'We're All Gonna Die' and other truths courtesy of the new Dawes
By Bernadette Marty
On February 1, a crowd of seven hundred gathered at the Pageant to hear Taylor Goldsmith, front man of Dawes dole out ingenious points of view about life, love, and death.
The latest album, We're All Gonna Die, is a shock to the system and eardrums for fans who were eager for another dose of folk indie rock that initially drew them to the four-piece band in the first place, consisting of Taylor (guitars and vocals) and Griffin Goldsmith (drums), along with Wylie Gelber (bass) and Lee Pardini (keyboards).
In an interview with Larson Sutton, Taylor explained, "We could have made the same album and no one would have remembered. What would be terrible is if people say Dawes delivered a really dependable Dawes record. Then, no one would care. It's just going to go away."
There's nothing subtle about the album and there wasn't anything subtle about the performance, either. The experimental, sonic sounds captured on this record infused the live performance with a brand new energy and rhythm. Beginning with the buoyant bass line on the track, "One of Us," the entire first set was a thrilling ride from one song to the next, carried by the bass and made cohesive with piano fills. Lee Padroni joined the band last year and transformed Dawes from a good band into a tremendous one.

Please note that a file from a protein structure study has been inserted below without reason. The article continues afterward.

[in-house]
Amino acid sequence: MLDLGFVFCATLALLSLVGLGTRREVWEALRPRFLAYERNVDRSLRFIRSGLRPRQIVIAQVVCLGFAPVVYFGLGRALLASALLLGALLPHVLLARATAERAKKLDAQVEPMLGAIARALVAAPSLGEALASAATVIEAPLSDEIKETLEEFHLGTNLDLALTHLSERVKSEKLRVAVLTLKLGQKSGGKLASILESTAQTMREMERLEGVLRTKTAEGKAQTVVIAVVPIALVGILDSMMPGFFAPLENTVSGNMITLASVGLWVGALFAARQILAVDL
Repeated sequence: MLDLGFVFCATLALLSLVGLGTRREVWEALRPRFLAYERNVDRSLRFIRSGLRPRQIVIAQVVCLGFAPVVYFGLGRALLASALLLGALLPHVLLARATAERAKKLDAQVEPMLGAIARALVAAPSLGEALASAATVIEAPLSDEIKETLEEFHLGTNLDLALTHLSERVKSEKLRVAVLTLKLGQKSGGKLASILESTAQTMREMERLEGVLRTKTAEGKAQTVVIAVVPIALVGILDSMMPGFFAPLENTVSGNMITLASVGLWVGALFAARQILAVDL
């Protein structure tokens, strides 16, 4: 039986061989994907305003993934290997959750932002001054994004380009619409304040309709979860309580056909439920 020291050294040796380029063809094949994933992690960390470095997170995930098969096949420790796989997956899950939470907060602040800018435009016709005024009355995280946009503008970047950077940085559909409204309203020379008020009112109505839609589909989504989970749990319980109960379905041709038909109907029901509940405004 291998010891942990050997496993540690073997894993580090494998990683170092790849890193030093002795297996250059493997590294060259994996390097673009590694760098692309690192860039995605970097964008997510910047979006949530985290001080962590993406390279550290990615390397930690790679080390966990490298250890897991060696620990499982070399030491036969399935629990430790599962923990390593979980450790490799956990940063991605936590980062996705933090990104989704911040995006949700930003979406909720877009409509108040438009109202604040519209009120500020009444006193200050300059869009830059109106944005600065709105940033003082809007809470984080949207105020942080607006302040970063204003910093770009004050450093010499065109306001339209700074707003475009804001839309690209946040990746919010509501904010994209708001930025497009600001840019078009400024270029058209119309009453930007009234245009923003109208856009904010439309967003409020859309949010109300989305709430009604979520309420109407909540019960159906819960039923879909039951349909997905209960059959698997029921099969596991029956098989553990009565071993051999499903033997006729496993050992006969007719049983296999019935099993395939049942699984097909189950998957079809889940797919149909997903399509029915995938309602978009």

The second set delivered a stripped-down instrumentation of "Florida Key" and "Roll Tide," which focused on harmonies, tambourine, and acoustic guitar. The simple, sincere arrangement was a nod to old fans; it was the signature Dawes that got them in the door in the first place.
Despite the new electronic elements and experimental beats, Taylor's lyrics remain honest, insightful observations at their finest. "This song is about quitting," he said, echoed by a kick drum and maraca layered beat, before he preached, "Quit wasting my time because pretty soon you'll find. / It's the only thing of value that we own. / You're gonna have to quit everything, until you find one thing you won't." A guitar riff played on nylon strings and distant wailing ride out the song to its abrupt stop.
Dawes' foray into experimental, atonal beats is reminiscent of when Bob Dylan went electric; there was backlash, but it was worth it. Dylan and now Dawes are examples of innovators pushing past the familiar to become more of the artists they are meant to be. Wednesday night's performance was an unfolding of the evolution of the band. Thankfully, Taylor remains a brutally sincere lyricist, as he sang "Picture of a Man,"
In the heat of an argument
I got tricked into saying that I knew how I felt
As if you give something a value just by naming it
I'd be a hell of a vendor if I knew what I'd sell
Taylor is a vendor, alright. He sells gold-plated words. To fans wary of the new sound, remember: "We're all going to die," but more importantly, living is best when challenging expectations and pushing yourself further. We're all gonna die, so we might as well live. In closing, here's one last bit of life advice, compliments of Taylor, "You just roll with the punches. Until you can't feel a thing."
Click the image below to see all of Dustin Winter's photos of the Dawes performance at the Pageant.